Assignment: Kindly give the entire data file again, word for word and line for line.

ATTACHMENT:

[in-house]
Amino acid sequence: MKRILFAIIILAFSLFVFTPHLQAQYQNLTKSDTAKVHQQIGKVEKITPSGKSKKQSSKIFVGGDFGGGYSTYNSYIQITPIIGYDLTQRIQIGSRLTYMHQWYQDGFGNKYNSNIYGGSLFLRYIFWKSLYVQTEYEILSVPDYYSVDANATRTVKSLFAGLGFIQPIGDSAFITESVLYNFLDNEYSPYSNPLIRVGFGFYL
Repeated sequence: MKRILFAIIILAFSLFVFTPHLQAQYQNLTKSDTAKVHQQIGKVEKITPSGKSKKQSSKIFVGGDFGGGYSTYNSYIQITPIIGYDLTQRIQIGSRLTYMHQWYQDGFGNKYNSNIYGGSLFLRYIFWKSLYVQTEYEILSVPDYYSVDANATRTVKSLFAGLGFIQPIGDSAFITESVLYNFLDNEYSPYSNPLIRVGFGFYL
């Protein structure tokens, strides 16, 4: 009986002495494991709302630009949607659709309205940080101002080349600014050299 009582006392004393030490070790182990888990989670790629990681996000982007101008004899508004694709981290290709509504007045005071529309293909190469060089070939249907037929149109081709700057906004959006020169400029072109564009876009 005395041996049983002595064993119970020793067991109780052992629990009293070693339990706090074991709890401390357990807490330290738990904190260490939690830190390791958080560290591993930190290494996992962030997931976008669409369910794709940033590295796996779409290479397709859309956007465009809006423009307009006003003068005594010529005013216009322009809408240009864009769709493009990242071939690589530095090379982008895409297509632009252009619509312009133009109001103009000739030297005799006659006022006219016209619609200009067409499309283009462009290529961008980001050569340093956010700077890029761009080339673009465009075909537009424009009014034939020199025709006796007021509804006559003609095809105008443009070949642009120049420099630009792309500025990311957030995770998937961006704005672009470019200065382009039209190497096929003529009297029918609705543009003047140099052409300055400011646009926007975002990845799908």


[in-house]
Amino acid sequence: MKRILFAIIILAFSLFVFTPHLQAQYQNLTKSDTAKVHQQIGKVEKITPSGKSKKQSSKIFVGGDFGGGYSTYNSYIQITPIIGYDLTQRIQIGSRLTYMHQWYQDGFGNKYNSNIYGGSLFLRYIFWKSLYVQTEYEILSVPDYYSVDANATRTVKSLFAGLGFIQPIGDSAFITESVLYNFLDNEYSPYSNPLIRVGFGFYL
Repeated sequence: MKRILFAIIILAFSLFVFTPHLQAQYQNLTKSDTAKVHQQIGKVEKITPSGKSKKQSSKIFVGGDFGGGYSTYNSYIQITPIIGYDLTQRIQIGSRLTYMHQWYQDGFGNKYNSNIYGGSLFLRYIFWKSLYVQTEYEILSVPDYYSVDANATRTVKSLFAGLGFIQPIGDSAFITESVLYNFLDNEYSPYSNPLIRVGFGFYL
């Protein structure tokens, strides 16, 4: 009986002495494991709302630009949607659709309205940080101002080349600014050299 009582006392004393030490070790182990888990989670790629990681996000982007101008004899508004694709981290290709509504007045005071529309293909190469060089070939249907037929149109081709700057906004959006020169400029072109564009876009 005395041996049983002595064993119970020793067991109780052992629990009293070693339990706090074991709890401390357990807490330290738990904190260490939690830190390791958080560290591993930190290494996992962030997931976008669409369910794709940033590295796996779409290479397709859309956007465009809006423009307009006003003068005594010529005013216009322009809408240009864009769709493009990242071939690589530095090379982008895409297509632009252009619509312009133009109001103009000739030297005799006659006022006219016209619609200009067409499309283009462009290529961008980001050569340093956010700077890029761009080339673009465009075909537009424009009014034939020199025709006796007021509804006559003609095809105008443009070949642009120049420099630009792309500025990311957030995770998937961006704005672009470019200065382009039209190497096929003529009297029918609705543009003047140099052409300055400011646009926007975002990845799908």